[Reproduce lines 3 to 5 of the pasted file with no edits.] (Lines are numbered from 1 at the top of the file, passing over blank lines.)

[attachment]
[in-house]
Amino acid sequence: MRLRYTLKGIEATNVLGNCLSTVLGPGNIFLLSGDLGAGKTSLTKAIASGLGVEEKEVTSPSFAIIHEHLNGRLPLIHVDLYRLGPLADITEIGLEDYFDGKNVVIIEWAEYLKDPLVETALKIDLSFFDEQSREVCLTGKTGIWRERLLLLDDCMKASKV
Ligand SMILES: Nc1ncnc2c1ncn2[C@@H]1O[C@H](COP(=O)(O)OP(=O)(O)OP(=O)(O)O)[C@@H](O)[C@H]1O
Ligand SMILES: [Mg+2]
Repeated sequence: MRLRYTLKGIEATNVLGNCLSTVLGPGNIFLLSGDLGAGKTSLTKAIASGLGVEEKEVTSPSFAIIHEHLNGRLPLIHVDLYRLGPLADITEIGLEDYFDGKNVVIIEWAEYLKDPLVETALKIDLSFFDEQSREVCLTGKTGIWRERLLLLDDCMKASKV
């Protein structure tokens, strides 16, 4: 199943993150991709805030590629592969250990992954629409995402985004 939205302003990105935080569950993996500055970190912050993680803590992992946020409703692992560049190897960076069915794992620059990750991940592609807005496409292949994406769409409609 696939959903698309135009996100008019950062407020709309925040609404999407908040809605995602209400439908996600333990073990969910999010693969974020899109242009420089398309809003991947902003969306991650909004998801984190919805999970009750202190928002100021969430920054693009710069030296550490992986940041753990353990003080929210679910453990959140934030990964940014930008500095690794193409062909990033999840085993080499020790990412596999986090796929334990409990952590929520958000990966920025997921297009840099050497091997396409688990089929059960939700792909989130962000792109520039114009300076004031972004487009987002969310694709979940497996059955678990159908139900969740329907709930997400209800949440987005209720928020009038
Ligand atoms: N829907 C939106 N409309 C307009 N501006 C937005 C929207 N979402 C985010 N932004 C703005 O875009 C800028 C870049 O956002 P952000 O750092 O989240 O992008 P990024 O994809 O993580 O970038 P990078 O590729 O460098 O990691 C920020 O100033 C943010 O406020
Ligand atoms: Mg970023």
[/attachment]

Ligand SMILES: Nc1ncnc2c1ncn2[C@@H]1O[C@H](COP(=O)(O)OP(=O)(O)OP(=O)(O)O)[C@@H](O)[C@H]1O
Ligand SMILES: [Mg+2]
Repeated sequence: MRLRYTLKGIEATNVLGNCLSTVLGPGNIFLLSGDLGAGKTSLTKAIASGLGVEEKEVTSPSFAIIHEHLNGRLPLIHVDLYRLGPLADITEIGLEDYFDGKNVVIIEWAEYLKDPLVETALKIDLSFFDEQSREVCLTGKTGIWRERLLLLDDCMKASKV